I can still remember cutting into a frog in my seventh-grade life science class. I don’t remember that classroom dissection developed my understanding of the animal’s organs or how the body worked, and I definitely don’t remember gaining any insight into how my OWN body worked, either. TBH, I’m not sure that I learned a thing beyond how to fill in the blanks on the worksheet that I had to turn in to my teacher at the end of the lab.
What I do remember about dissecting the frog is the nervous, fluttery feeling I had inside—the feeling that it was wrong of me to be touching and cutting up a dead animal. Unfortunately, instead of trusting my gut, I put my instincts aside, because this was school, I trusted my teacher, and everyone else was doing it. Plus, I didn’t know that I had a choice.
Although I knew that the dull, lifeless pile of skin and organs on my dissection tray was a real frog, I never truly considered that this was once a living, breathing being who had had a life—before it was taken away. The whole process had disconnected me from the reality of the animal’s suffering. Dissection is known to foster callousness toward animals in students, and looking back, that’s not hard to believe: I experienced it myself.
In college, I took an anatomy/physiology course, and my professor was an experienced medical doctor. Without ever cutting into a formaldehyde-laden corpse, I learned more about the systems of the body than I had ever come close to learning by dissecting animals. Through 3-D models, videos, engaging presentations, and fascinating labs (none of which involved dead animals), my professor taught us so much without using a single animal’s body as a so-called “teaching tool.”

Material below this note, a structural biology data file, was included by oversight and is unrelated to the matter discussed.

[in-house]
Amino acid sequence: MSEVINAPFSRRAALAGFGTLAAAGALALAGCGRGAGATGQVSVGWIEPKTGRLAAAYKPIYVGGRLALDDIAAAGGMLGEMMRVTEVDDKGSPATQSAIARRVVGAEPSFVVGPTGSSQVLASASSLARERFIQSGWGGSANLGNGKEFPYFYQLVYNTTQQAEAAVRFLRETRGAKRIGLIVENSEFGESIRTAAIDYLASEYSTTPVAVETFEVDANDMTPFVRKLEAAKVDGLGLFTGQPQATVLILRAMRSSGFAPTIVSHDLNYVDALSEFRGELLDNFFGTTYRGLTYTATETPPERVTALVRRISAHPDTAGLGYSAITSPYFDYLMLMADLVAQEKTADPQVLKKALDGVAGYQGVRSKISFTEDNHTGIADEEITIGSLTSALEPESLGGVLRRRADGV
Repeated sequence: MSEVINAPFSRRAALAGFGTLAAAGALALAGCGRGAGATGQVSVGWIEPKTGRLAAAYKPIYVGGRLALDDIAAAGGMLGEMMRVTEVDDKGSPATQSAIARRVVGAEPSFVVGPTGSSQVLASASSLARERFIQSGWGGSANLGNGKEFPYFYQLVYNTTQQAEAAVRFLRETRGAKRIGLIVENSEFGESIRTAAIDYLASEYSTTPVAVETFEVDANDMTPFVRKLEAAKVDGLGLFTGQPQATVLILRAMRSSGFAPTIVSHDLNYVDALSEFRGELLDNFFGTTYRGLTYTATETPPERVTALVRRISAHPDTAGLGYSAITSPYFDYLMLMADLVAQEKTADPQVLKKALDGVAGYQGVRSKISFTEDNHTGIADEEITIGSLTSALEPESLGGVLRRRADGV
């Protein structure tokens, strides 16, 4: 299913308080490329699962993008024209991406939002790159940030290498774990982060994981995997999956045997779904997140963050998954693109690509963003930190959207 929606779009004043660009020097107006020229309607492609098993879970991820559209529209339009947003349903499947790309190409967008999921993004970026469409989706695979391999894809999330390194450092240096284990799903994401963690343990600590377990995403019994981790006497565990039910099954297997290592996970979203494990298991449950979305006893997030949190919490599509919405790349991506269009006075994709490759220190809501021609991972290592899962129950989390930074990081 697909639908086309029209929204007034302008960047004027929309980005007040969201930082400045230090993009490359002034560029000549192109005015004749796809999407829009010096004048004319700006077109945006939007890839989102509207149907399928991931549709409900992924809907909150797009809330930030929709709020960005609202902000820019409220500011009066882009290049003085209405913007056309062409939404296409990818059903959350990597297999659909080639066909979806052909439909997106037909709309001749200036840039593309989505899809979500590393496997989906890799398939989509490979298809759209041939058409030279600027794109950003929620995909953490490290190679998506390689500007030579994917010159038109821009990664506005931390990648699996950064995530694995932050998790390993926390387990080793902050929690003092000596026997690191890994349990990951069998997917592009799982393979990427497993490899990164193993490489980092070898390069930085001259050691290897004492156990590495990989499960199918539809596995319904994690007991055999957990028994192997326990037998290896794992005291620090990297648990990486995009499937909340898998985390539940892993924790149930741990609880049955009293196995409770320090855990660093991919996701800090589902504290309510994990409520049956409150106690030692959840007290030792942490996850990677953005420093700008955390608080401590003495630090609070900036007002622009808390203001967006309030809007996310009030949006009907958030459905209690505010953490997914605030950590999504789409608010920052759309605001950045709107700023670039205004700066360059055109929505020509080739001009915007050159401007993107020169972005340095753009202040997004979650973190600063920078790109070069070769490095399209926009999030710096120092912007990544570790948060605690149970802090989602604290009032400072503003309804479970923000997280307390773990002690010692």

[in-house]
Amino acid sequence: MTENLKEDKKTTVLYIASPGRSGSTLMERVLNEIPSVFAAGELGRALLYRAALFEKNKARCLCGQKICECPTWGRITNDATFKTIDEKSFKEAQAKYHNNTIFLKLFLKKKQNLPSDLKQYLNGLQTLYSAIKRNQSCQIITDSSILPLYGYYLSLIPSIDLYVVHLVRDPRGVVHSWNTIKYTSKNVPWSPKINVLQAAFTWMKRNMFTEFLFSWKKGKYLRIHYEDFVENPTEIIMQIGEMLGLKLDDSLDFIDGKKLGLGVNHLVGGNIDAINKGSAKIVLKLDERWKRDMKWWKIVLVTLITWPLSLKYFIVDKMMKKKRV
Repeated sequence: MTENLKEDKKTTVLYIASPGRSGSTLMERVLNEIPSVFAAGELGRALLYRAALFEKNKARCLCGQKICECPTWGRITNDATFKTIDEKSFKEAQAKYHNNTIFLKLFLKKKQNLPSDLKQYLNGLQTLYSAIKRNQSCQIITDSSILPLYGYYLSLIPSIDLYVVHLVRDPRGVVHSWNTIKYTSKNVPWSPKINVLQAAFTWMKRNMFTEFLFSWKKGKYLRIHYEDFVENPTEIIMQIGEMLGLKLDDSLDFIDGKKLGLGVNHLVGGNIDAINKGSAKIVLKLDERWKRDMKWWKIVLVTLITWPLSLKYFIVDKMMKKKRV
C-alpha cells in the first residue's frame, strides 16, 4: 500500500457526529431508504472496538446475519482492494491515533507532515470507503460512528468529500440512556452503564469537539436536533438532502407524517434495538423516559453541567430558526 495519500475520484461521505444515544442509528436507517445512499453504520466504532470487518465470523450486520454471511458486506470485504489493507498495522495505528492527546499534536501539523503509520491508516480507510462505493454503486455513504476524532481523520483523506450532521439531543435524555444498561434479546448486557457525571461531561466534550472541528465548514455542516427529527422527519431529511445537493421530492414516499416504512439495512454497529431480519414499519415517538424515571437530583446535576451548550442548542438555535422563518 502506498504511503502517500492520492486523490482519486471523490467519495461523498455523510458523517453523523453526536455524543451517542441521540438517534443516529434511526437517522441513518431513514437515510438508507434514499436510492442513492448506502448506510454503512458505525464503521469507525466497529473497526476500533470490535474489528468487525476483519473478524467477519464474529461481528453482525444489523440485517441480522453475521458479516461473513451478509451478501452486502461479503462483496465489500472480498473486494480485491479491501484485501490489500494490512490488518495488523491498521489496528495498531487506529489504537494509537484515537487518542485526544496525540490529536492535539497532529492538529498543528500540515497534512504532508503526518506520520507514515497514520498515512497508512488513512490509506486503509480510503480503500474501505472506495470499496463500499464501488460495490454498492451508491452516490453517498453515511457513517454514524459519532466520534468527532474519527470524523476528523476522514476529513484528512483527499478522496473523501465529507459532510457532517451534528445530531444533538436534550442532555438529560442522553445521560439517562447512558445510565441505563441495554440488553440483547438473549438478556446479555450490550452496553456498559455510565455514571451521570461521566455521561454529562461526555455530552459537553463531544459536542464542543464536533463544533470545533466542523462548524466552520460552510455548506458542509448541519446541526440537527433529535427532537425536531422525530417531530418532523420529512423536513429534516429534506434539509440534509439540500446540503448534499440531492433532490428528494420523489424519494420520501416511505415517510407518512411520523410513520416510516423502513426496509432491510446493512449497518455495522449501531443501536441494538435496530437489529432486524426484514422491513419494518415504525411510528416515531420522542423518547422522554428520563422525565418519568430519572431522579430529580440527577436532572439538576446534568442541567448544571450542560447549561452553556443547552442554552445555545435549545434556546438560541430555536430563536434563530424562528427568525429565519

Studies have repeatedly shown that students who use humane alternatives to dissection perform better than those who cut up animals. Dissection is sending students all the wrong messages. It instills in them nothing but insensitivity and a disregard for life and teaches them that it’s OK to use animals as objects and tools. Here are some facts to consider:
The Animals Didn’t Die of ‘Natural Causes’ 💔
Some teachers might think that they’re being super-slick when they tell students that the animals used in dissection were found “already dead.” Or maybe they actually believe that. But it’s just not true. The animals are dead when they’re dissected, but you can be sure that they suffered before they were killed. Each year, millions of them are bred in filthy, crowded warehouses, while others are taken from their homes in the wild, which disrupts the ecosystem. After that? These living, feeling beings are often gassed to death or drowned and then injected with formaldehyde or other toxic chemicals before being packed up and shipped to schools for use in science classes. The longer that schools continue to support animal dissection, the longer this sickening, cruel process will go on. By taking a stand and refusing to dissect, you can help break the cycle and prevent animals from being killed.
Cancer-Causing Chemicals Are Used in These Classroom Assignments 😷